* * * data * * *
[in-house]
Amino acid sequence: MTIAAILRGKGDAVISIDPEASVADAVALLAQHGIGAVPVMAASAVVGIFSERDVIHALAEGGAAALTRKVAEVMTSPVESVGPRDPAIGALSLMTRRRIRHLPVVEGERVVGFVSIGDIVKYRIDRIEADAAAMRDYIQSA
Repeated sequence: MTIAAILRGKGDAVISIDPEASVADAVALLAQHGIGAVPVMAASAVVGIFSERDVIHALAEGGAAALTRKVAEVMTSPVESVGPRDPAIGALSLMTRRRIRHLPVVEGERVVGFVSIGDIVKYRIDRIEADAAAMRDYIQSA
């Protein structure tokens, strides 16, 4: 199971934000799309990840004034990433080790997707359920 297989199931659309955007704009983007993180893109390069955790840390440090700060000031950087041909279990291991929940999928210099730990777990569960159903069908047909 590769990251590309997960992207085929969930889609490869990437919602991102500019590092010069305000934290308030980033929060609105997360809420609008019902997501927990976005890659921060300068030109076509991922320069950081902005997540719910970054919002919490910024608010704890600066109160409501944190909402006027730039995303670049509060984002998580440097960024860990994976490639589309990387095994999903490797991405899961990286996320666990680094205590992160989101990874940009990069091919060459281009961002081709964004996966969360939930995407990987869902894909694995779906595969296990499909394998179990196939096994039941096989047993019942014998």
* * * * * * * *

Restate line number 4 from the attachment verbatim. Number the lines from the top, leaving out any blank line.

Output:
């Protein structure tokens, strides 16, 4: 199971934000799309990840004034990433080790997707359920 297989199931659309955007704009983007993180893109390069955790840390440090700060000031950087041909279990291991929940999928210099730990777990569960159903069908047909 590769990251590309997960992207085929969930889609490869990437919602991102500019590092010069305000934290308030980033929060609105997360809420609008019902997501927990976005890659921060300068030109076509991922320069950081902005997540719910970054919002919490910024608010704890600066109160409501944190909402006027730039995303670049509060984002998580440097960024860990994976490639589309990387095994999903490797991405899961990286996320666990680094205590992160989101990874940009990069091919060459281009961002081709964004996966969360939930995407990987869902894909694995779906595969296990499909394998179990196939096994039941096989047993019942014998």